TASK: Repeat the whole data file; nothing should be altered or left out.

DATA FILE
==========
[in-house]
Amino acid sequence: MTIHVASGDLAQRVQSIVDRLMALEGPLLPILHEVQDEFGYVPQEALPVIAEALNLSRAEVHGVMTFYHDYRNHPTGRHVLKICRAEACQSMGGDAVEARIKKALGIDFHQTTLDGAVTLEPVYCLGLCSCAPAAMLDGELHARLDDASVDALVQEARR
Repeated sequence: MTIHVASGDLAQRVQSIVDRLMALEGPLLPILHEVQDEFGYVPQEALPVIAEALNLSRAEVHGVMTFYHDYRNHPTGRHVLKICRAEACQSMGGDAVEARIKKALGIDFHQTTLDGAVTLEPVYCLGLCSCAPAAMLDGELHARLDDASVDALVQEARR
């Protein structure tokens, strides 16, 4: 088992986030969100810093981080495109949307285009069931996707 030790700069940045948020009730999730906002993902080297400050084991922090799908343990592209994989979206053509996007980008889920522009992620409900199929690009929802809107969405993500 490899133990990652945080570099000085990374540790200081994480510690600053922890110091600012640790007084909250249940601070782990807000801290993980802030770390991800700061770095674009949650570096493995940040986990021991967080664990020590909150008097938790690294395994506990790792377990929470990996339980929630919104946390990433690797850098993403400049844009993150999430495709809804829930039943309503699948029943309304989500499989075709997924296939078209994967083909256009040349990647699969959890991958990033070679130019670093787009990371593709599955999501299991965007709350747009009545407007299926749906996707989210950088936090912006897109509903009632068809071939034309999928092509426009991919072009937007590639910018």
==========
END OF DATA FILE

[in-house]
Amino acid sequence: MTIHVASGDLAQRVQSIVDRLMALEGPLLPILHEVQDEFGYVPQEALPVIAEALNLSRAEVHGVMTFYHDYRNHPTGRHVLKICRAEACQSMGGDAVEARIKKALGIDFHQTTLDGAVTLEPVYCLGLCSCAPAAMLDGELHARLDDASVDALVQEARR
Repeated sequence: MTIHVASGDLAQRVQSIVDRLMALEGPLLPILHEVQDEFGYVPQEALPVIAEALNLSRAEVHGVMTFYHDYRNHPTGRHVLKICRAEACQSMGGDAVEARIKKALGIDFHQTTLDGAVTLEPVYCLGLCSCAPAAMLDGELHARLDDASVDALVQEARR
């Protein structure tokens, strides 16, 4: 088992986030969100810093981080495109949307285009069931996707 030790700069940045948020009730999730906002993902080297400050084991922090799908343990592209994989979206053509996007980008889920522009992620409900199929690009929802809107969405993500 490899133990990652945080570099000085990374540790200081994480510690600053922890110091600012640790007084909250249940601070782990807000801290993980802030770390991800700061770095674009949650570096493995940040986990021991967080664990020590909150008097938790690294395994506990790792377990929470990996339980929630919104946390990433690797850098993403400049844009993150999430495709809804829930039943309503699948029943309304989500499989075709997924296939078209994967083909256009040349990647699969959890991958990033070679130019670093787009990371593709599955999501299991965007709350747009009545407007299926749906996707989210950088936090912006897109509903009632068809071939034309999928092509426009991919072009937007590639910018």